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« Reply #8 on: July 15, 2013, 01:48:19 PM »

A couple of the major pacemaker manufacturers have gone to lead free, even though they don't need to if they have to meet EU regulations. I am told that the  manufacturers are confident that they won't have a tin whisker problem, and although the average life of a pacemaker is 8 to 10 years, they are still confident that even those rare low demand ones that can last 20 years before the battery discharges won't have a problem.

My feeling is 'YMMV'.............
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W0BTU
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« Reply #9 on: July 15, 2013, 01:52:15 PM »

I thought I read somewhere that the vacuum of space could cause tin whisker growth inside satellites. However, I think it also can occur at atmospheric pressures.
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KE3WD
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« Reply #10 on: July 15, 2013, 02:08:19 PM »

Recently read an engineering article from NASA in which the engineers presented data and microphotographs of the whisker phenomenon happening even on Gold plated and Gold over Nickel connections, relay parts and such.  They were as surprised to find the problem associated with Gold as I am.  A very few airplane incidents have been attributed to this problem. 

So it is not just lead-free solder and it is not just consumer appliances where this whisker problem can crop up.  But it is also important to understand the stats here from existing data.  Not *every* unit presents with this problem.  Matter of fact, right now it is still the minority of examples.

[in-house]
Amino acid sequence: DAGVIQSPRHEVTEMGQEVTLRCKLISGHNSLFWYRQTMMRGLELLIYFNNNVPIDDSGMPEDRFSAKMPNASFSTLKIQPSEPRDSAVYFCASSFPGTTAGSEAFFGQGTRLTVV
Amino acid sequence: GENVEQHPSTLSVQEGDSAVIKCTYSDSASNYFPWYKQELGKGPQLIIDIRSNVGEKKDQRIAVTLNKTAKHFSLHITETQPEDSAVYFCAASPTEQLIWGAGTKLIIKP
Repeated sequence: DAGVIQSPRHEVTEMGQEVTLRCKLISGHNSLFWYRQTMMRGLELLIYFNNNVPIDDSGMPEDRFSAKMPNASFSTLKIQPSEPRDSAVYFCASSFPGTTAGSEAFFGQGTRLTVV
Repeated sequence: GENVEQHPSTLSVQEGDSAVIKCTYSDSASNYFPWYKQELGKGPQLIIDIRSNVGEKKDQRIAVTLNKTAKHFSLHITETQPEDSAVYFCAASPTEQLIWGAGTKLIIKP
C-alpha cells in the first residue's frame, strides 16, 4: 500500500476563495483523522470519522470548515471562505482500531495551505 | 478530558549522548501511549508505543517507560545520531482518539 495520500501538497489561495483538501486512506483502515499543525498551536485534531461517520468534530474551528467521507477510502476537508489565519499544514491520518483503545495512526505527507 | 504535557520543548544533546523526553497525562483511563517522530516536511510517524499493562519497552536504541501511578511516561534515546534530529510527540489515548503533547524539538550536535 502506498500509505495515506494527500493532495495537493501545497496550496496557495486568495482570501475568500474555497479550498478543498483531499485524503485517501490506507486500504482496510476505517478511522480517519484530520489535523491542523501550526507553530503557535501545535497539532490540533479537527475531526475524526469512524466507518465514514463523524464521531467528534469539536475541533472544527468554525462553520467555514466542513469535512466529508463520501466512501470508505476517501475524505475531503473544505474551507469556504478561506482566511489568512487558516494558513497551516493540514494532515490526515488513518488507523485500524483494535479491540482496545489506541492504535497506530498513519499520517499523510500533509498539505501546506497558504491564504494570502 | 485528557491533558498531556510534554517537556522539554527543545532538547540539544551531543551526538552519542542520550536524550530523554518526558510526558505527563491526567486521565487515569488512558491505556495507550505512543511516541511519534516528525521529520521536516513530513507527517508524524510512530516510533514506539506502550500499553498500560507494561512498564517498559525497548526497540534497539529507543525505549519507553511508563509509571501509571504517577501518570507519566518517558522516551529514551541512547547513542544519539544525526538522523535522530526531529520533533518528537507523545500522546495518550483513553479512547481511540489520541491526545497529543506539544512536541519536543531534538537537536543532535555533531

73
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W1JKA
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« Reply #11 on: July 15, 2013, 02:34:02 PM »

A ham told me that the whisker and longevity concerns of current rigs is directly related to the lineage and inherent hormonics of the particular brand/model  in question.
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K2OWK
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« Reply #12 on: July 15, 2013, 04:12:22 PM »

Led free solder is useless. It does not adhere well, it is a total pain to use. I tried it a few times to give it a chance. Found it to be pure garbage in many ways. I also believe it uses Altimity metal in place of lead. Thank heaven here in the US lead/rosin core radio solder is still available to consumers. I have stocked up on it from Radio Shack just in case.

My opinion.

73s

K2OWK
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AA4PB
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« Reply #13 on: July 15, 2013, 04:18:12 PM »

One of the PCB mfgs I use (Express PCB) offers boards in leaded or lead-free. They warn that lead-free boards should not be removed from the package until you are ready to assemble them.
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W0BTU
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« Reply #14 on: July 15, 2013, 06:03:59 PM »

Led free solder is useless. It does not adhere well, it is a total pain to use. I tried it a few times to give it a chance. Found it to be pure garbage in many ways.

Well, I don't know if I would go quite that far!  Smiley  But tin/lead solder IS certainly much nicer to work with. Personally, I would certainly rather use that, and I do when I can.

Among other reasons, we use lead-free tin/copper/silver solder for ROHS compliance (such as overseas products) and because I don't want anyone here breathing anymore lead vapors than necessary. And the flux in it makes less of a mess than rosin.

Quote
I also believe it uses Altimity metal in place of lead.

Do you mean antimony? I have heard of lead-antimony solder, but don't remember why it is used in solder. The lead-free stuff we use doesn't contain it, as far as I know.
« Last Edit: July 15, 2013, 06:08:33 PM by W0BTU » Logged